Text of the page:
Comedy Movies, by Mike Richardson, 03 October 2012

Director: Tanya Wexler

Stars: Maggie Gyllenhaal, Hugh Dancy and Jonathan Pryce

Country: USA

Runtime: 100 min

Release Date:

Language: English

Hysteria tells the story of Mortimer Granville (played by Hugh Dancy), a straight-faced Victorian doctor who sets about the solemn task of treating the fairer sex with the one size fits all 19th-century ailment comically and unhelpfully called ‘hysteria’ which is “cured” by a good old fashioned orgasm. Originally restricted to “manual” massages to relieve the tensions and give satisfaction to his patients, the good doctor, after almost developing a ridiculous repetitive strain injury, bringing them to ‘paroxysm’ (what is actually an orgasm), he sets out to invent a mechanical alternative and unwittingly invents the vibrator.

Hysteria

Hysteria

And the best thing about it all, it’s all true! Believe it or not “Manual genital massage” of women had been a medical remedy since ancient times, and hysteria was a real and “recognised” illness until 1952. Joseph Mortimer Granville filed the first patent for an electromechanical vibrator termed Granville’s Hammer in about 1883.But he did not apply his invention in the treatment of hysteria (in real life) instead he used it to treat muscular disorders. However other physicians started to apply the vibrator for the treatment of hysteria…so I’ll forgive the film that one.

Hysteria weaves a fictitious story around a historically accurate context. Victorian Women were indeed dismissed as “hysterical” something that allegedly afflicted half of London’s women, before being treated to a ‘vulva massage’ as a treatment, a side effect of which being it gave them a “release” that doctors considered impossible outside of good old fashioned penetration. Frustration seems to be the true mother of all invention.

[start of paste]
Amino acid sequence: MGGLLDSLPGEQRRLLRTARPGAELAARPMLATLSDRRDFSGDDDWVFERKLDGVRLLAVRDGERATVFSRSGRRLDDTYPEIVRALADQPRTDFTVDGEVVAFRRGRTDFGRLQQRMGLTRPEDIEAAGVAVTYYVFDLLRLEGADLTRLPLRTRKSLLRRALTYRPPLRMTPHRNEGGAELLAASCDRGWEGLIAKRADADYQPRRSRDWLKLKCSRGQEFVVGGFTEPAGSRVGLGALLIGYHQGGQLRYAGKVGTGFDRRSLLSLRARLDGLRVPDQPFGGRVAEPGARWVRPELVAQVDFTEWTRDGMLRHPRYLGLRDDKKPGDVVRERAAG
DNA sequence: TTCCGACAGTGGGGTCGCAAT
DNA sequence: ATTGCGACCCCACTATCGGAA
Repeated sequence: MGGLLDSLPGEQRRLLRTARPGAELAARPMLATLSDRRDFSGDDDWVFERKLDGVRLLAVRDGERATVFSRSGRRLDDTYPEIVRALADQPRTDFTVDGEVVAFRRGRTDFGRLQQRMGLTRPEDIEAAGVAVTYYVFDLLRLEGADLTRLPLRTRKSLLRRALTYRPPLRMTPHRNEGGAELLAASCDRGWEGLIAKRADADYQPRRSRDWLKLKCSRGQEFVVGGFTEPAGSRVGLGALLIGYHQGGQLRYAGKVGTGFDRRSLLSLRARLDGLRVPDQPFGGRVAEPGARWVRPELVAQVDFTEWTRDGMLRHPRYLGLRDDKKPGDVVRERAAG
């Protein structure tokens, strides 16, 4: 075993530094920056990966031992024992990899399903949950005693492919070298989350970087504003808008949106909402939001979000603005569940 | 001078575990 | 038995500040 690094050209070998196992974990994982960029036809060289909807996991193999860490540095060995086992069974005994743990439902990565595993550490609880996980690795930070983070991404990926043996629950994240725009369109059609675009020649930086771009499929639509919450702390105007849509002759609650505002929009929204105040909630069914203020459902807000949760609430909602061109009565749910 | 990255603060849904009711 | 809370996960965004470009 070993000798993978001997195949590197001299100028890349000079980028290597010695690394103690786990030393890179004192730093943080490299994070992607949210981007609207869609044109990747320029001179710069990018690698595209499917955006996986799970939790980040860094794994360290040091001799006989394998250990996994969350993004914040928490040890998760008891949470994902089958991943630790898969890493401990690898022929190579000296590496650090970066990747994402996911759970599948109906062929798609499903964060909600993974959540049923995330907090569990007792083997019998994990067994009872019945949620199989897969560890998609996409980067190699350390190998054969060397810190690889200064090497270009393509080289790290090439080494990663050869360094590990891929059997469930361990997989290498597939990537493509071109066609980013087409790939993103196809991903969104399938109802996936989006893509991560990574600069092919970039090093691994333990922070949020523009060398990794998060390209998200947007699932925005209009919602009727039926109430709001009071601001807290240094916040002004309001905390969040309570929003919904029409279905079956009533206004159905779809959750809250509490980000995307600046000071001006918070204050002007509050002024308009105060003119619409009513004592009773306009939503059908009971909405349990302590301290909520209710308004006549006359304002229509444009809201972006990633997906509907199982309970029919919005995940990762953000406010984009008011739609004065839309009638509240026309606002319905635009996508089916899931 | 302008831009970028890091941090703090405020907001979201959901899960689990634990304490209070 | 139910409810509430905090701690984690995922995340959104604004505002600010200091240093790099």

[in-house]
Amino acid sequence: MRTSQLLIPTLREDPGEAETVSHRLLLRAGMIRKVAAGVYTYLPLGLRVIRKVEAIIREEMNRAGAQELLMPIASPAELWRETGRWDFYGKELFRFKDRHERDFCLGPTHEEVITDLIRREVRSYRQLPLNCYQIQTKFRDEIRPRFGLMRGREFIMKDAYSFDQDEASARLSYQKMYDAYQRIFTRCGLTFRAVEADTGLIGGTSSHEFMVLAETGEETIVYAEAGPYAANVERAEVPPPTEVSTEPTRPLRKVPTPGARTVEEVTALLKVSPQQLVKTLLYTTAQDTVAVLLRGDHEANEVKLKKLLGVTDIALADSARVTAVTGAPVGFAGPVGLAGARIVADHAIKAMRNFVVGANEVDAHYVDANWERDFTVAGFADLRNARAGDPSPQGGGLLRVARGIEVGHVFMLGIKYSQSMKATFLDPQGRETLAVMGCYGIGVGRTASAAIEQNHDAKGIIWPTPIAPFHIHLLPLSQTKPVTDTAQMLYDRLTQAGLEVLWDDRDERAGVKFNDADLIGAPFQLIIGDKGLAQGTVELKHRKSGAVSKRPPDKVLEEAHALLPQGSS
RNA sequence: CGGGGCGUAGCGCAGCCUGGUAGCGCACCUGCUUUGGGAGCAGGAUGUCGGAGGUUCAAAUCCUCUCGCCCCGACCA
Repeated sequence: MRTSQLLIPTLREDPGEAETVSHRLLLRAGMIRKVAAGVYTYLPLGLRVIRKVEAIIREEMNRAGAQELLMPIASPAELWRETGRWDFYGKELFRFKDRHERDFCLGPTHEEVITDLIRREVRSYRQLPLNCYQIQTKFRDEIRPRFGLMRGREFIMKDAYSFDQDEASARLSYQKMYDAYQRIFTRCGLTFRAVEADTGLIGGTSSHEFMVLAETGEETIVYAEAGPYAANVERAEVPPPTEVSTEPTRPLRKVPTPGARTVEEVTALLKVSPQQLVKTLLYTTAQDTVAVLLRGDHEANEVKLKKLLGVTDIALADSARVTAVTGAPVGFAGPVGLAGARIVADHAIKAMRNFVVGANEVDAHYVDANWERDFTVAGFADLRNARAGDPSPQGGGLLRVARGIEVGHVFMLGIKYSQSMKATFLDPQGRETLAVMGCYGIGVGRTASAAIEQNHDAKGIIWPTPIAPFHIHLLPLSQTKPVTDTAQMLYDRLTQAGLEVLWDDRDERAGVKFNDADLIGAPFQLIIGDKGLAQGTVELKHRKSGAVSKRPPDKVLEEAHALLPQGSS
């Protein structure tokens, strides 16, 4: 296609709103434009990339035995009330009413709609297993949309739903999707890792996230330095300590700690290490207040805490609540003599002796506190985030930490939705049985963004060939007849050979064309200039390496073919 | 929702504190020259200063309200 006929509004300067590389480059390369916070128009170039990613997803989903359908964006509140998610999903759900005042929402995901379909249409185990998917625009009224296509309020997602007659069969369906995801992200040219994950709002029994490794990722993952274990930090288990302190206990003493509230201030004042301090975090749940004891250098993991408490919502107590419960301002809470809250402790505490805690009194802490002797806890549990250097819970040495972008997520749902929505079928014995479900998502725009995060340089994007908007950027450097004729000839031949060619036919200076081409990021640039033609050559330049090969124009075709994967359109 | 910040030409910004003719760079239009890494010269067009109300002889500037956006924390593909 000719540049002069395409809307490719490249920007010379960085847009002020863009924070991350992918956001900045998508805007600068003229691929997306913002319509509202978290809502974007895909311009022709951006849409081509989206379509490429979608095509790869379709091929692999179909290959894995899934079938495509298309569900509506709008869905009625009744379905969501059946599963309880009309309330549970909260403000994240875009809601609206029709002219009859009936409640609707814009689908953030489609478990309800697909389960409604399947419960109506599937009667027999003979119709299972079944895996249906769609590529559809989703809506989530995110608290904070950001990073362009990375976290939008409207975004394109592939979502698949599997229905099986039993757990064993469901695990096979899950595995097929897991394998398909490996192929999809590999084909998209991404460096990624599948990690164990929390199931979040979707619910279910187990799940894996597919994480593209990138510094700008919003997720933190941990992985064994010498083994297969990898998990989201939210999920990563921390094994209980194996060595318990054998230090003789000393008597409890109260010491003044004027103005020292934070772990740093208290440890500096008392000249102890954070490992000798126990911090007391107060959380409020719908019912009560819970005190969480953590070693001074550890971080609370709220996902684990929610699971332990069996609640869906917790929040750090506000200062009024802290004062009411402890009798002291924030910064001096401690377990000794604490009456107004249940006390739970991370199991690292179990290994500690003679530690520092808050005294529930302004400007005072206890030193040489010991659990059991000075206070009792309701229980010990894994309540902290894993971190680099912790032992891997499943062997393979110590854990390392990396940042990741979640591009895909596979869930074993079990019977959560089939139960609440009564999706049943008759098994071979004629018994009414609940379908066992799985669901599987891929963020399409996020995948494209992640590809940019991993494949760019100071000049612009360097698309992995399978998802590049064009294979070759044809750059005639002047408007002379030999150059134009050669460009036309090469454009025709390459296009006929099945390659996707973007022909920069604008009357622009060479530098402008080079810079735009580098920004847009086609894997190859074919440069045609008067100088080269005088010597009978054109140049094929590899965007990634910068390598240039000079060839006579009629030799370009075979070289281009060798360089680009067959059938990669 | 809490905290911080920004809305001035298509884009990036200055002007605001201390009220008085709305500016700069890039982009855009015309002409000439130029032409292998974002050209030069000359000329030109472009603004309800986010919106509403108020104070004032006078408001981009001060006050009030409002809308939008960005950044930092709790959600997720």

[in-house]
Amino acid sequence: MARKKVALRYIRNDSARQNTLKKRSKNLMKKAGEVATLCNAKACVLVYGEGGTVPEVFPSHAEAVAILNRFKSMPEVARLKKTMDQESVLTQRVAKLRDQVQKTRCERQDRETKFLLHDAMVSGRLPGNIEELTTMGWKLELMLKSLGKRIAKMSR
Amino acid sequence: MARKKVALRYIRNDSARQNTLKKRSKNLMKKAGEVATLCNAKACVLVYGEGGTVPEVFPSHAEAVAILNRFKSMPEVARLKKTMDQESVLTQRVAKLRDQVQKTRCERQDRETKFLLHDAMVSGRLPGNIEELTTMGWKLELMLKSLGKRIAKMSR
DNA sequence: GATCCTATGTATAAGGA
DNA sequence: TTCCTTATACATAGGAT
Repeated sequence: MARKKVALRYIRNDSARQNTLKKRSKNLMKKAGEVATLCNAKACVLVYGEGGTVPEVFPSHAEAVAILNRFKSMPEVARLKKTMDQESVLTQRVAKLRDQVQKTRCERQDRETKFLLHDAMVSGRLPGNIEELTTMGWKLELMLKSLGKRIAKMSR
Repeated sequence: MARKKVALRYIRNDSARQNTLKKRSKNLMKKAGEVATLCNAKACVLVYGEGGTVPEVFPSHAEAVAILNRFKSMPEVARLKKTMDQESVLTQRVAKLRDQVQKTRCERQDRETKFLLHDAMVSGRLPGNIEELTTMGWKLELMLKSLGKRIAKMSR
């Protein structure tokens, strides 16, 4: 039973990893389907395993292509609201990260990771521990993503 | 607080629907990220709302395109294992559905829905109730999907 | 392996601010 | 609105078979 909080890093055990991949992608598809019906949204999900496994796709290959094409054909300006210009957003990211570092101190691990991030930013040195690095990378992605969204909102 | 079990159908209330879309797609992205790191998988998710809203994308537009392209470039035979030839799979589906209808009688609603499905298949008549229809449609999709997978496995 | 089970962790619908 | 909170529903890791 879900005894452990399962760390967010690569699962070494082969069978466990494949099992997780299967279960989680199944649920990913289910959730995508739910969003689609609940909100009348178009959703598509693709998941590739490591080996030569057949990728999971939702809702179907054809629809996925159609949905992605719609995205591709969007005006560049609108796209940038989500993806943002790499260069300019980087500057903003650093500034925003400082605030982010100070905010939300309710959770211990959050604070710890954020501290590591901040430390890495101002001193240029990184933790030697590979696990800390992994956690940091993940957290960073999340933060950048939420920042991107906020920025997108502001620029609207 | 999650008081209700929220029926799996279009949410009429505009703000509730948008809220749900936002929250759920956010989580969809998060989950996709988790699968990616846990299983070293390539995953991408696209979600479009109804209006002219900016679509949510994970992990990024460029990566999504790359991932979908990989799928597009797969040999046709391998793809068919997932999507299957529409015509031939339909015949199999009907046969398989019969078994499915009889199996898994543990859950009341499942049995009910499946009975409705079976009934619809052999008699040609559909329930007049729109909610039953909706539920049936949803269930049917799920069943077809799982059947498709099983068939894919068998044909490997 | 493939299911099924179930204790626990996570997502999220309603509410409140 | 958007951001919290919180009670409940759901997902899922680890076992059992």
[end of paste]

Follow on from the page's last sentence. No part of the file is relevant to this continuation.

The film talks the “facts” and gives them a full steam comic spin. Hysteria stars Rupert Everett as Granville’s ‘bachelor’ pal, who invents the precursor to the rampant rabbit ™, the he intends as an electronic feather duster (no sniggering at the back). Livening things up but distracting from the issue is Maggie (Secretary) Gyllenhaal as a proto-feminist, womens’ libber Charlotte Dalrymple (contracted to her submissive sister (Felicity Jones)). Gyllenhaal is (naturally) fantastic but her love-hate romance with Granville feels like it belongs in rom-com, rather than a vibe-run invention film.

In the meantime, an assortment of stereotypical Victorian ladies undergo the sexy shock therapy with appropriate squeals of (pre 50 Shades) delight. Hysteria happily ticks along, and if you like this sort of thing, you’ll like it lots. The origins of the vibrator (out selling washing machines in the UK at present) is played broadly for big laughs, as if it’s all terribly tittersome to talk about “thingy” in such a straightforward way. Sadly this prudish approach trivialises everything about the story, the problem with misdiagnosis and the device itself. Hysteria (the film) isn’t helped by a the script never gives any of these characters more than one or two personality traits, with the hinting at the serious themes underneath overshadowing and distracting from the drama (comedy) trying to get out.

Hysteria Trailer

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